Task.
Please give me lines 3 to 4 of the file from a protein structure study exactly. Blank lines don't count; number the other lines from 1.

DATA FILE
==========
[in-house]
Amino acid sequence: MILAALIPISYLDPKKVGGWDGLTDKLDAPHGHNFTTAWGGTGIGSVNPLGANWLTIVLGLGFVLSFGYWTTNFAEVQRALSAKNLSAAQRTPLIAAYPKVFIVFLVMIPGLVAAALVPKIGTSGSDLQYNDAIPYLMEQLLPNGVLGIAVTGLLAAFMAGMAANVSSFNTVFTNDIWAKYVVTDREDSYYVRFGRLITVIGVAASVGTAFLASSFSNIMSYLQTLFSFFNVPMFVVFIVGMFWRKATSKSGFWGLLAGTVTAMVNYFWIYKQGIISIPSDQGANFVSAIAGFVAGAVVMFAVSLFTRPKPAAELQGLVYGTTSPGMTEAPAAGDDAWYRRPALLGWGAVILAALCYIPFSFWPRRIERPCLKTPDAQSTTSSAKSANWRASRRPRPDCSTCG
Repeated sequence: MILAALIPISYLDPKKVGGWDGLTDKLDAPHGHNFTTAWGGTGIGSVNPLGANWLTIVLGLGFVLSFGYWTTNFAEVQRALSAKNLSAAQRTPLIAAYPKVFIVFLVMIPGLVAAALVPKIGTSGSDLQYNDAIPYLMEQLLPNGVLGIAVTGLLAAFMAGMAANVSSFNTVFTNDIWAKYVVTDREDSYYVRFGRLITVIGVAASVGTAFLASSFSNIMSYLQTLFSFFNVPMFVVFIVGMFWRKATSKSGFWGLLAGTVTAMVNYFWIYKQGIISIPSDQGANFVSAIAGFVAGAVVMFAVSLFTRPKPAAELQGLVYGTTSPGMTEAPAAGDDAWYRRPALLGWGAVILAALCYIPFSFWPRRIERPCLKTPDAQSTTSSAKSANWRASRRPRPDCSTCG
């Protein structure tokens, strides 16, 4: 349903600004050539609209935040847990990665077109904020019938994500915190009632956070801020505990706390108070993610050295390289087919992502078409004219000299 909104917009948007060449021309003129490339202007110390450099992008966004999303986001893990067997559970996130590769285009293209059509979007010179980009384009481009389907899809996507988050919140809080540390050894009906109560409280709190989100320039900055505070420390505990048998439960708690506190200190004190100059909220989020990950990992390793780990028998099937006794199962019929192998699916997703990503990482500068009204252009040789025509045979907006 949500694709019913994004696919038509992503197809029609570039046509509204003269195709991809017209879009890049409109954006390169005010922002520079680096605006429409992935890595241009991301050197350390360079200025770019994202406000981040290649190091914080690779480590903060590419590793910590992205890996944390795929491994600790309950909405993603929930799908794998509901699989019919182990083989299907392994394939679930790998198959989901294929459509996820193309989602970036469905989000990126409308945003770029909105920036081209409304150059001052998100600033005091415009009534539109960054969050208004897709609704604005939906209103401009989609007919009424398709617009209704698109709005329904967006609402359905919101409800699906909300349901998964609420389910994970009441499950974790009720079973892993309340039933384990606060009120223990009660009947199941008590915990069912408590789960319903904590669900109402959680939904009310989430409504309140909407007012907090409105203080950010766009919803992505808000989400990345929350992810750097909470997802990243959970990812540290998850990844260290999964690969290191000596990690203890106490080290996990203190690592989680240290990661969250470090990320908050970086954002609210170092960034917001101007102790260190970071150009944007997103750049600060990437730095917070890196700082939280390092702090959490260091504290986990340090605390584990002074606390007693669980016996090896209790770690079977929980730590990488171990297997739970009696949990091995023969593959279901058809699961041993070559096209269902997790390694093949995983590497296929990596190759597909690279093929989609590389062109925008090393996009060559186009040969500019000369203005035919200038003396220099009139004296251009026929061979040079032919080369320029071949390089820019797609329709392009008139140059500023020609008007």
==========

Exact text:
Repeated sequence: MILAALIPISYLDPKKVGGWDGLTDKLDAPHGHNFTTAWGGTGIGSVNPLGANWLTIVLGLGFVLSFGYWTTNFAEVQRALSAKNLSAAQRTPLIAAYPKVFIVFLVMIPGLVAAALVPKIGTSGSDLQYNDAIPYLMEQLLPNGVLGIAVTGLLAAFMAGMAANVSSFNTVFTNDIWAKYVVTDREDSYYVRFGRLITVIGVAASVGTAFLASSFSNIMSYLQTLFSFFNVPMFVVFIVGMFWRKATSKSGFWGLLAGTVTAMVNYFWIYKQGIISIPSDQGANFVSAIAGFVAGAVVMFAVSLFTRPKPAAELQGLVYGTTSPGMTEAPAAGDDAWYRRPALLGWGAVILAALCYIPFSFWPRRIERPCLKTPDAQSTTSSAKSANWRASRRPRPDCSTCG
């Protein structure tokens, strides 16, 4: 349903600004050539609209935040847990990665077109904020019938994500915190009632956070801020505990706390108070993610050295390289087919992502078409004219000299 909104917009948007060449021309003129490339202007110390450099992008966004999303986001893990067997559970996130590769285009293209059509979007010179980009384009481009389907899809996507988050919140809080540390050894009906109560409280709190989100320039900055505070420390505990048998439960708690506190200190004190100059909220989020990950990992390793780990028998099937006794199962019929192998699916997703990503990482500068009204252009040789025509045979907006 949500694709019913994004696919038509992503197809029609570039046509509204003269195709991809017209879009890049409109954006390169005010922002520079680096605006429409992935890595241009991301050197350390360079200025770019994202406000981040290649190091914080690779480590903060590419590793910590992205890996944390795929491994600790309950909405993603929930799908794998509901699989019919182990083989299907392994394939679930790998198959989901294929459509996820193309989602970036469905989000990126409308945003770029909105920036081209409304150059001052998100600033005091415009009534539109960054969050208004897709609704604005939906209103401009989609007919009424398709617009209704698109709005329904967006609402359905919101409800699906909300349901998964609420389910994970009441499950974790009720079973892993309340039933384990606060009120223990009660009947199941008590915990069912408590789960319903904590669900109402959680939904009310989430409504309140909407007012907090409105203080950010766009919803992505808000989400990345929350992810750097909470997802990243959970990812540290998850990844260290999964690969290191000596990690203890106490080290996990203190690592989680240290990661969250470090990320908050970086954002609210170092960034917001101007102790260190970071150009944007997103750049600060990437730095917070890196700082939280390092702090959490260091504290986990340090605390584990002074606390007693669980016996090896209790770690079977929980730590990488171990297997739970009696949990091995023969593959279901058809699961041993070559096209269902997790390694093949995983590497296929990596190759597909690279093929989609590389062109925008090393996009060559186009040969500019000369203005035919200038003396220099009139004296251009026929061979040079032919080369320029071949390089820019797609329709392009008139140059500023020609008007």